I think Danny Boyle at the Opening Ceremony created a new genre – called ‘Epicality’. He managed to show the UK with its authenticity and detail, on an epic scale. The imagery will stay with me for a long time.
I was thrilled that he used theatre and performance as the way to communicate. The Victorian pioneer Brunel was played by Kenneth Branagh, who in the spirit of anachronism, recited the great speech of Caliban’s from The Tempest which talks of dreams:
And it was in the spirit of dreams and imagination that Boyle got us to the truth of the event. In the country scenes where small groups of people ‘acted out’ how life used to be, we got to know ourselves again as a nation – where we’ve been, where we are going.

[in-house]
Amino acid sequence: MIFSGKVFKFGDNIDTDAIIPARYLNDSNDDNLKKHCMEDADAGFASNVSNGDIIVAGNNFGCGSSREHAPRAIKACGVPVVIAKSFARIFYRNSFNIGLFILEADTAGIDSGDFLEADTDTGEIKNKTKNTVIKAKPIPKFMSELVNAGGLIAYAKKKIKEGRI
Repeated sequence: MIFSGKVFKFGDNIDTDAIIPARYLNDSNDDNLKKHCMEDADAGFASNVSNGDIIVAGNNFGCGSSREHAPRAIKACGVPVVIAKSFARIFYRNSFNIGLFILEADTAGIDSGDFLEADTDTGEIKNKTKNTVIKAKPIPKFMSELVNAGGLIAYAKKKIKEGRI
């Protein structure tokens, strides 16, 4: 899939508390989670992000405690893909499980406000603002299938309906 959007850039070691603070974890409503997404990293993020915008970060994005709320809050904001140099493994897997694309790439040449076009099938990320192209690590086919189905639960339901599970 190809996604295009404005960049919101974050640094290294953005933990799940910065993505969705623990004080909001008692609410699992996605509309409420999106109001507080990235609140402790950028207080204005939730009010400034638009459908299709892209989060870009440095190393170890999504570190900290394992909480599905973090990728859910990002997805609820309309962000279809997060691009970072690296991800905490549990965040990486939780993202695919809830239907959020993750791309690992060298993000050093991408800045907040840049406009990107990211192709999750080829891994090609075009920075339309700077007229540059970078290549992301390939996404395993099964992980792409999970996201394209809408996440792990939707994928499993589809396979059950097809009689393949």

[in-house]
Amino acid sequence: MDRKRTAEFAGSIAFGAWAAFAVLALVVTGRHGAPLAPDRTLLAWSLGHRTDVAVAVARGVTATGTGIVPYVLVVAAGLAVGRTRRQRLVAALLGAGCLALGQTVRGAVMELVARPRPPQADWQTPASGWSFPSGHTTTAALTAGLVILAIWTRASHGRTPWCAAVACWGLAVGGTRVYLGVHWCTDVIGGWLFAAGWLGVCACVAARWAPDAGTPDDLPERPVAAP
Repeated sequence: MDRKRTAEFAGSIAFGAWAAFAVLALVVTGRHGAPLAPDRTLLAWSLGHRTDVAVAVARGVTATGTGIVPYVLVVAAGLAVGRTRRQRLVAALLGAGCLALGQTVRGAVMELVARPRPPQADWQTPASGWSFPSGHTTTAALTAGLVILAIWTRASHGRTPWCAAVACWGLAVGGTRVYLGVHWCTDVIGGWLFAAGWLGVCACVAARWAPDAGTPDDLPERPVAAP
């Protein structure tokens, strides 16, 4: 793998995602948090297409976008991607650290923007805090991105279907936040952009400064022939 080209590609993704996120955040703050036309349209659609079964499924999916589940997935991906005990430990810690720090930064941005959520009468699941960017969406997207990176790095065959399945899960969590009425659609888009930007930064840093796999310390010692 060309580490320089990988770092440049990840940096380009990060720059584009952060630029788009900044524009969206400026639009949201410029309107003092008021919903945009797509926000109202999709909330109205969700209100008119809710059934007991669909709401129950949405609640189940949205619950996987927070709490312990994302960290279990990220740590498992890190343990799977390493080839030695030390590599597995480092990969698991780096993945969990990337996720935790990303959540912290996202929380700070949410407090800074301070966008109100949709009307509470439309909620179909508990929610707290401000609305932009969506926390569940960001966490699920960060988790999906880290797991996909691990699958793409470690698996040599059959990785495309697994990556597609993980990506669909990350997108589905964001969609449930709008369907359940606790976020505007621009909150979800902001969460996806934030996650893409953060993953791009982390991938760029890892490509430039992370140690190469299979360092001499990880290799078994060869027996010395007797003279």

The Director of the Victoria and Albert Museum, Martin Roth, commented that Boyle needs to be congratulated on his risk taking because risk taking is a venture into the unknown. It is often the unknown that rewards and that takes us into a more truthful realm than the so-called known.
Akram Khan, who had a powerful dance slot during the ceremony, talks about the stage as a place for unmasking. It is a place to be truthful, to be oneself (I note the winner of ITV’s ‘Superstar’, Ben Forster, was told by Andrew Lloyd Webber that he was a great actor but had the rare talent of being himself at the same time – a quality needed I think to make the stage, especially as the character of Jesus).
The Movement Director of the Ceremony, Tony Sedgwick, said to the volunteers ‘You must never show what you are doing, you must just BE it.’ And I think that goes for the whole event – volunteers from all walks of life came out to showcase the UK – through the genre of performance. And that genre gave them permission to take risks which made for a very real and meaningful event. It started the journey for all the sports women and men taking part – to take risks and be truly who you can be.
Danny Boyle should be saluted as ‘going for gold’ for the human spirit.